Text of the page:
Reports when extending a CTO or a CO
Sections 2 and 50 of the 2015 Act
This section of the 2015 Act requires MHOs to provide a report to the Mental Health Tribunal for Scotland and also send a copy to the RMO when a Compulsory Treatment Order (CTO) or Compulsion Order (CO) is being reviewed under section 86 or 152 where:
- the diagnosis has changed
- the MHO disagrees with, or does not give view on, the decision to extend a CTO/CO
This will be a small impact for RMOs, but they will wish to be aware that this is now a duty in legislation.
Suspension of detention
Section 9-10 of the 2015 Act
These section of the 2015 Act make various changes to the rules around suspension of detention. In particular, it changes the maximum cumulative total allowed to 200 days in a rolling year period, excluding any period of less than 8 hours. Transitional provisions set out that any certificate granted before 30 June 2017 can be made under the former rules (even if the sus authorised is after 30 June). Any certificate granted on or after 30 June 2017 must meet the new timescales.
RMOs who will need to be aware of the changes to timescales and the new sus limits and ensure that future sus plans fit with the new rules.
Appeals against excessive security
Sections 14-16 of the 2015 Act
These sections of the 2015 Act and accompanying regulations make changes to the provisions around appeals against excessive security. The changes add individuals detained in the three medium secure units in Scotland to apply to the Mental Health Tribunal for Scotland that they are being held at a level of security that is excessive in their individual case (this already applied to those individuals detained in the State Hospital). It also requires any application in such cases to be accompanied by a report from an approved medical practitioner stating that the AMP’s view is that the individual is being held at a level of security that is excessive in their case.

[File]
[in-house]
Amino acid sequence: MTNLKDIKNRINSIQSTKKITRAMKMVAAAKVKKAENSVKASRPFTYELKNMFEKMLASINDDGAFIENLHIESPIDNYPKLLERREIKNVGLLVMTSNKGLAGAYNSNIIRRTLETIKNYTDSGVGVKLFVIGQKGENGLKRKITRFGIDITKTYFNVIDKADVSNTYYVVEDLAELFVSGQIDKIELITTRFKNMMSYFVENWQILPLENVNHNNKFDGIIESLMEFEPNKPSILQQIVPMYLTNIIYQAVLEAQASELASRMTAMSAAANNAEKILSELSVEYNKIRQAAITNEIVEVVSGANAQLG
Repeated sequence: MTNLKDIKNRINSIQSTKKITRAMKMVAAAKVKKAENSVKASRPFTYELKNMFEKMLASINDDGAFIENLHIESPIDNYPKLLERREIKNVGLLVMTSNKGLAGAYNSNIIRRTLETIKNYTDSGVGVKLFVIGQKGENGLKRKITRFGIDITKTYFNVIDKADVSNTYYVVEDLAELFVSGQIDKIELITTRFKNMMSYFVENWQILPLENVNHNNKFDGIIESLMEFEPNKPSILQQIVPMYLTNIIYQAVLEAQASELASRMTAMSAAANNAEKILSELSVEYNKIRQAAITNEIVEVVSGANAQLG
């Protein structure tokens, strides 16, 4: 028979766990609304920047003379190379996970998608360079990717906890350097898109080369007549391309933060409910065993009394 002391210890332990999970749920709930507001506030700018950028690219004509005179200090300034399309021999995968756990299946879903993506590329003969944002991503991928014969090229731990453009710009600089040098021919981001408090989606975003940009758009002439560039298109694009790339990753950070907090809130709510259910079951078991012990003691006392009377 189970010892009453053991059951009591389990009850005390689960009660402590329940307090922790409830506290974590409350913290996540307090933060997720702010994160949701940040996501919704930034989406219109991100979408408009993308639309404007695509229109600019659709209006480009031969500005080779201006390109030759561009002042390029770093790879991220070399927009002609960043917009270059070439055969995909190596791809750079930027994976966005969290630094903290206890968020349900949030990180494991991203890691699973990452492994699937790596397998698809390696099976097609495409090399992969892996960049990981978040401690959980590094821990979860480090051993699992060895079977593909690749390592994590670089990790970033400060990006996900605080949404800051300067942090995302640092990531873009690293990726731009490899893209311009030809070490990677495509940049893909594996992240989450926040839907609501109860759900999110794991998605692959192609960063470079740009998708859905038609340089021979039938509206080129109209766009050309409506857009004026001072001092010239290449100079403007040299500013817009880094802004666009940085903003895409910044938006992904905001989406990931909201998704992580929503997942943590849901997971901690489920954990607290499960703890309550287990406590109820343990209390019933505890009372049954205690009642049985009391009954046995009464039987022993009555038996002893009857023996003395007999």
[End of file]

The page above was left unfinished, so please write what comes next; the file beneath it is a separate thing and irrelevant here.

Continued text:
RMOs will wish to be aware that individuals held in the three medium secure units – the Orchard Clinic in Edinburgh, Rowanbank Clinic in Glasgow, and the medium secure service at the Rohallion Clinic in Perth – who will now be able make an apply to the Tribunal in these circumstances and that all applications, including those from the State Hospital, should be accompanied by a supportive AMP report.
Sections 22-25 of the 2015 Act
These sections of the 2015 Act make various changes to the provisions around appointing a named person. This includes:
- removes the sections of the 2003 Act that give an individual over 16 a named person by default if they have not chosen one
- changes the 2003 Act so that named person must consent in writing to taking on the role
- removes current power of Tribunal to appoint named person for an individual over 16 and for MHO and others to apply to Tribunal for appointment of named person
- makes provision for the Tribunal to remove an existing person if they are considered inappropriate to act as a named person and, if the service user is under 16, substitute another person to act as named person
- allows the carer, nearest relative, welfare guardian or welfare guardian to initiate applications/appeals and receive information at specified sections of the Act when (a) there is no named person and (b) the individual does not have capacity to do so on their own behalf
As well as needing to be aware of the changes, RMOs will have a role in supporting individuals, their carers and families, to understand the new options for representation and helping the individual to decide what is best for them.
Section 26 of the 2015 Act
This section of the 2015 Act requires a copy of advance statements to be placed with person’s medical records. Requires certain information to be sent to the Mental Welfare commission to be held in register which can be accessed by certain persons including the RMO. Places duty on Health Board to publicise information about support it offers on making an advance statement.